How to Use Mindfulness to Make Your Work Life Fulfilling – Part One


Not that long ago, meditation was seen widely as the preserve of hippies and saffron-clad monks, unsuited for the business world. Nowadays, a growing number of businesses recognise what mindfulness has to offer, and the corporate wellness services sector in Australia produces close to $50 million in annual revenue.

Mindfulness practice has been linked to activating parts of the brain correlated with states of well-being such as happiness, joy and enhanced self-awareness. But how can you use mindfulness at work and make your professional life more fulfilling?

Mindfully relating to others at work is an especially challenging and important skill. After all, relationships are the foundation of business. Business happens because people make it happen. Unless you work completely alone, you get things done with and through other people. And ‘performance’ is based on feelings, even when those feelings are outside of conscious awareness.

One of the most significant findings of the recent year is a greater understanding of the social nature of our brains. According to research, “advances in our understanding of social neurobiology show that our interactions with others shape our brain’s neural pathways, including those that are genetically programmed. The brain responds to nonverbal messages and emotional cues throughout our lives.”

So, what is mindfulness? With its roots in Buddhist meditation, it is a secular version that is now widely practised. Mindfulness means maintaining a moment-by-moment awareness of our thoughts, feelings, bodily sensations, and the surrounding environment through a gentle, nurturing lens.

How can you use mindfulness at work?

Mindfulness also involves acceptance, meaning that we pay attention to our thoughts and feelings without judging them – without believing, for instance, that there is a ‘right’ or ‘wrong’ way to think or feel in a given moment. When we practice mindfulness, our thoughts tune into what we are sensing in the present moment rather than rehashing the past or imagining the future.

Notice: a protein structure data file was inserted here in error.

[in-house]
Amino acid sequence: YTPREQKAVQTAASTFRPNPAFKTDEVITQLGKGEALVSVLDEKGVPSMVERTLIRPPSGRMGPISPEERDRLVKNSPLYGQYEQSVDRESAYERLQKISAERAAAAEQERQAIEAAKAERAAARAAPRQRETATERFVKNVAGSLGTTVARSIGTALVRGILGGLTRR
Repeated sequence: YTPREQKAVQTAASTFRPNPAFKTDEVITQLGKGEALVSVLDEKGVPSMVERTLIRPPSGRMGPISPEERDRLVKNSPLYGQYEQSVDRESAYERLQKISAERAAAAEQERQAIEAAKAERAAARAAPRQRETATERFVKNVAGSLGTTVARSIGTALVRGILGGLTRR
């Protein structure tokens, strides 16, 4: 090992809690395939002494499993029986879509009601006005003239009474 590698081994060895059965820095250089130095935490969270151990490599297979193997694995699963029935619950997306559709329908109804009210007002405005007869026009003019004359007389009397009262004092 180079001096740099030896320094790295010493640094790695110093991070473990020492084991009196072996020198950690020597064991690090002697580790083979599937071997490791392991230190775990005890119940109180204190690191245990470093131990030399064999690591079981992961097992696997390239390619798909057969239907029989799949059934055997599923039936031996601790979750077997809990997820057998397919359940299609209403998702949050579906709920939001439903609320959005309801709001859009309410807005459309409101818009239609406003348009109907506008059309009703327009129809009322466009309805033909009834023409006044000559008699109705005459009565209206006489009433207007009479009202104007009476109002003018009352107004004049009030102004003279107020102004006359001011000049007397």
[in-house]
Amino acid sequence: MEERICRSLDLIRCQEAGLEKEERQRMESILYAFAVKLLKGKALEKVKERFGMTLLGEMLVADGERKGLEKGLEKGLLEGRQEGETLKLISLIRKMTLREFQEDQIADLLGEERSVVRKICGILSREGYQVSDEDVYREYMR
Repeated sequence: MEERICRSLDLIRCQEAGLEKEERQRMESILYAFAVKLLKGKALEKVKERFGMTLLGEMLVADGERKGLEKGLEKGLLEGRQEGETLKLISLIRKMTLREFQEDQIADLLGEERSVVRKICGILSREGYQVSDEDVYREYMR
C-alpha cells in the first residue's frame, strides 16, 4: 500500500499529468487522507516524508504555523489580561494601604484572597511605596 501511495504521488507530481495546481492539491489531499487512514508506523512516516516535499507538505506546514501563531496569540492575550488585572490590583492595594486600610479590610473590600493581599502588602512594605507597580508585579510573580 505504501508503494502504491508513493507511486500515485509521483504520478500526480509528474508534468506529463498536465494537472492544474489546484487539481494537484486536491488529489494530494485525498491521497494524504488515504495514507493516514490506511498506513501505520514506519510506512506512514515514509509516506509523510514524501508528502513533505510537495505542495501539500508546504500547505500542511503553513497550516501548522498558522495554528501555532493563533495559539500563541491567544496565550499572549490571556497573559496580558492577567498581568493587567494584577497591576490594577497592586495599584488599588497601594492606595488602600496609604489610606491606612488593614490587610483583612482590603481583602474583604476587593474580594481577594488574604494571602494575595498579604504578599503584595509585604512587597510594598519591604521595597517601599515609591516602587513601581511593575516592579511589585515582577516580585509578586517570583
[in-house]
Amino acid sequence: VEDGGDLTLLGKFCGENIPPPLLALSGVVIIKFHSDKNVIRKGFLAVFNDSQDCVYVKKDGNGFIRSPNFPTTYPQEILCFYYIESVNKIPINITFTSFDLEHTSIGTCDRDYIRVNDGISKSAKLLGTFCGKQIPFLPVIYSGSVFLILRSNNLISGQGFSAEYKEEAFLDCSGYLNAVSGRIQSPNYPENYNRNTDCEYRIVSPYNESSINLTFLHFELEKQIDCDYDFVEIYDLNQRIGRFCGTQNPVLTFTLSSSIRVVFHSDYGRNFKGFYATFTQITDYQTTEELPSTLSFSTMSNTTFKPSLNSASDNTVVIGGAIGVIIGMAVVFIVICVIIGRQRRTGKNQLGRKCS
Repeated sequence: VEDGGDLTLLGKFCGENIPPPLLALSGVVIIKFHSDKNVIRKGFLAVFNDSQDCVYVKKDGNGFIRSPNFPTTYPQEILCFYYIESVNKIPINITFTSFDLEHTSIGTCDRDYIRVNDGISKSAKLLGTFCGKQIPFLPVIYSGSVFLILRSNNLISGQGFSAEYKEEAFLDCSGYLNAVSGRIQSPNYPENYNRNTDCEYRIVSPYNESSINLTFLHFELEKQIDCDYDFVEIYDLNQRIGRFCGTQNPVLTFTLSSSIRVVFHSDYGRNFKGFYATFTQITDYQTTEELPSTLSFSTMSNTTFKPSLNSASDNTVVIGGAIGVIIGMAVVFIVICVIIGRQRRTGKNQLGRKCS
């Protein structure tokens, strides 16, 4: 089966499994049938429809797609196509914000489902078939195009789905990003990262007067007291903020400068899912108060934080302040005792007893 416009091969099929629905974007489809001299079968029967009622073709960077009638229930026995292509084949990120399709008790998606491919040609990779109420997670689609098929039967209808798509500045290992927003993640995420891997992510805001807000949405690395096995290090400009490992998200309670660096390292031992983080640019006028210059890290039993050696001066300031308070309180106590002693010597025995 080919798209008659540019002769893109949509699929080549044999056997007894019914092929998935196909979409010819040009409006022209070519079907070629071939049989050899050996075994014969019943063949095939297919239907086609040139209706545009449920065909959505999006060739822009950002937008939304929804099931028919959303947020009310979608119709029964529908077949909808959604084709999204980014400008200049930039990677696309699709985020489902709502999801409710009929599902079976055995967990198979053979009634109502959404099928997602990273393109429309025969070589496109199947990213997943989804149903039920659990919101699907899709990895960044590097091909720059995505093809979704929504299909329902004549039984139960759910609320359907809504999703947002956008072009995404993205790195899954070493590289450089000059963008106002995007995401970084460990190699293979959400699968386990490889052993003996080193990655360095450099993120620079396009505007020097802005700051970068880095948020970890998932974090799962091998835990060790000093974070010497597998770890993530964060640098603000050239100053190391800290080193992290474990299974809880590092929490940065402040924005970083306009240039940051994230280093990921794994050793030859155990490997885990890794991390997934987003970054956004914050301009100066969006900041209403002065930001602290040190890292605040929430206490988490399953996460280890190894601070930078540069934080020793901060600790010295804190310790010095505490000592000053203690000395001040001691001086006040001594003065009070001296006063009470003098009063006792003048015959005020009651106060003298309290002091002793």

So how does this translate to the workplace in a way that has practical, quantifiable results? Well, firstly you try this. When you get stressed out and start thinking of every little stumbling block in disastrous terms, your mind tends to accept this black-and-white thinking as the absolute truth, which unsurprisingly creates even more stress. But in actuality, this thinking is a just product of your emotional reaction to a situation. When you find your stress levels rising, do not try to force yourself to cheer up or calm down. The first step to returning to equilibrium is to simply accept the way you currently feel. Dr Danny Penman, author of ‘Mindfulness: A Practical Guide to Finding Peace in A Frantic World’ is quoted as saying, “If you accept that that is how you feel at this moment, you take the sting out of your emotion, and out of the stress, anger, worry and unhappiness. The act of observation and the act of accepting the situation is tremendously powerful.”

But this does not mean just getting up and quitting if you have a bad day at work – it is a matter of accepting how things are at this moment before making a plan to do what you can to improve them. “It’s a strategic acceptance, the way a general will accept the situation when he is going into the heat of battle,” says Penman. “He may not like it, but by accepting it, he can then find a solution.”

In the new post-COVID paradigm we find ourselves living in, home working could well become the new norm. Lots of people have taken to it very well, but an equal amount finds the shift hard to cope with due to the many distractions they are now dealing with, leading to frustration and even despair. Even in open-concept offices, distractions are rampant, whether they are in the form of a noisy colleague, phones going off or the lure of social media. But paradoxically, paying attention to those distractions, rather than trying to tune them out, can be a good way to prevent them from stressing you out. Gently notice the sounds and see if you can become aware of the effects they have on your body. The observation tends to rob the distractions of their power. “When you get distracted and stress, you might start tensing up in your stomach, neck or shoulders,” says Penman. “The simple act of observing the effects of stress and worry on the body causes our tension to run into the sand.”

This is using mindfulness in the office to make your workday easier. Next time, we will share some more tips on how to leverage this useful tool to your advantage. 

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How to Use Mindfulness to Make Your Work Life Fulfilling – Part Two
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